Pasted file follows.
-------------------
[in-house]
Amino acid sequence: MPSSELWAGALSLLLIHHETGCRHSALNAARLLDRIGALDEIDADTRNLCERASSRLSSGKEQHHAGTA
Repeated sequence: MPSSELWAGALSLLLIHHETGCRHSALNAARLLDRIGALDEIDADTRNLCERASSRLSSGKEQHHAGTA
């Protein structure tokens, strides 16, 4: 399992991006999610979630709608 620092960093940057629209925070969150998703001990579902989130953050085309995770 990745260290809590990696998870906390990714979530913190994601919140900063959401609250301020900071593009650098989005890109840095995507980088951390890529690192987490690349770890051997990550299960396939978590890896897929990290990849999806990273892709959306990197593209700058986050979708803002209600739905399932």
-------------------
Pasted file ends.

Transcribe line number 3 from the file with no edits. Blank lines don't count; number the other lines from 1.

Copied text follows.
Repeated sequence: MPSSELWAGALSLLLIHHETGCRHSALNAARLLDRIGALDEIDADTRNLCERASSRLSSGKEQHHAGTA